Door County now open, guidelines in effect

Published: May. 19, 2020 at 2:14 PM CDT
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Door County public health officials have issued new guidelines and recommendations that replace the May 14, 2020 order, and allow the county to safely re-open.

The new guidelines and recommendations are effective immediately.

Officials say the guidelines will require all people within Door County to be responsible, and to work together, and also support best practices, since the pandemic is still ongoing.

Some businesses in downtown Sturgeon Bay have been open since the state Supreme Court tossed out the Governor's extension of the safer at home order last week.

Wilkins&Olander clothing shop will open its doors on Wednesday after being closed for nine weeks.

"We will be wearing masks and we have a sign posted on our door; we're asking our customers to wear masks," said Dawn Fischer the store owner.

Fischer added Plexiglas shields and hand sanitizer at the registers.

There are also disposable masks available for guests who don't have one of their own.

Fischer said she's been open for online orders and pick-ups, but will be happy to see more life downtown as we head into the holiday weekend.

"In the last week I've noticed more cars driving around and more people out and about," said Fischer.

Meanwhile, campground owners say what's normally a busy weekend is starting off a bit slow.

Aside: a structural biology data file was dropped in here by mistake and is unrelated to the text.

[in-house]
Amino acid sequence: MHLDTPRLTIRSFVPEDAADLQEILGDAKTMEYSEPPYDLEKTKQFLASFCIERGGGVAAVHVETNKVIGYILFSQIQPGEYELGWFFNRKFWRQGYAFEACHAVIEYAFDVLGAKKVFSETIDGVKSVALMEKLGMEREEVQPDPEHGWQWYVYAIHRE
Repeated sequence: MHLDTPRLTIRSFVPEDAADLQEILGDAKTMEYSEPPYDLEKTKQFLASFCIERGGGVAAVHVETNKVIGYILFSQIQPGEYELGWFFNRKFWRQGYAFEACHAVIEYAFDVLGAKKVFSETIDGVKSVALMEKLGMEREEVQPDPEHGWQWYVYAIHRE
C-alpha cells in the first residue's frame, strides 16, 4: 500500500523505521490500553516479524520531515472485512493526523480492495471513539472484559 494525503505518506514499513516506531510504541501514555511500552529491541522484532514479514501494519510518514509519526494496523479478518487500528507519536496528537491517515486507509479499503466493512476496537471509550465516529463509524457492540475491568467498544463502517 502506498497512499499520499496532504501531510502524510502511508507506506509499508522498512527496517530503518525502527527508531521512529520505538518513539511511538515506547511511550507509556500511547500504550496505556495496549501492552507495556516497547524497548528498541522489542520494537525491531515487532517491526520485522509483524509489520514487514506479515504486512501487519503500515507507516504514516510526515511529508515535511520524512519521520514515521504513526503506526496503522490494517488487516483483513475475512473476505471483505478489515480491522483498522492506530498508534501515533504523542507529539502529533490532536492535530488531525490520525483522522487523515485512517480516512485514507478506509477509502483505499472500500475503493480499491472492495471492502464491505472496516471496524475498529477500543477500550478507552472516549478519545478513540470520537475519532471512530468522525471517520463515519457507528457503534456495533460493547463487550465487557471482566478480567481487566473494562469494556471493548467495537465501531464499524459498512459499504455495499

"About a month and a half ago we were booked solid, we were 100 percent booked for Memorial Day weekend. Since then, we've probably had about 35 percent of our sites canceled and we've had new people booking," said Mike Armbruster, owner of Egg Harbor Campground. "Right now we're probably about 85 percent occupancy for the weekend."

Staff at the campground opened the shared restroom facilities on Tuesday, but other common areas like the game room and pool remain closed for now.

Public health officials want to remind everyone that 30% of Door County's population is made of those who are 65 or older, with that age group being particularly vulnerable to the symptoms of COVID-19.

Susan Powers, the Door County Public Health Officer, says compliance with the guidelines and recommendations are encouraged, but voluntary, and anyone who doesn't comply with them may cause health and safety issues to the county's residents and visitors.

Door County was one of the last counties in the WBAY viewing area to still have restrictions in place.

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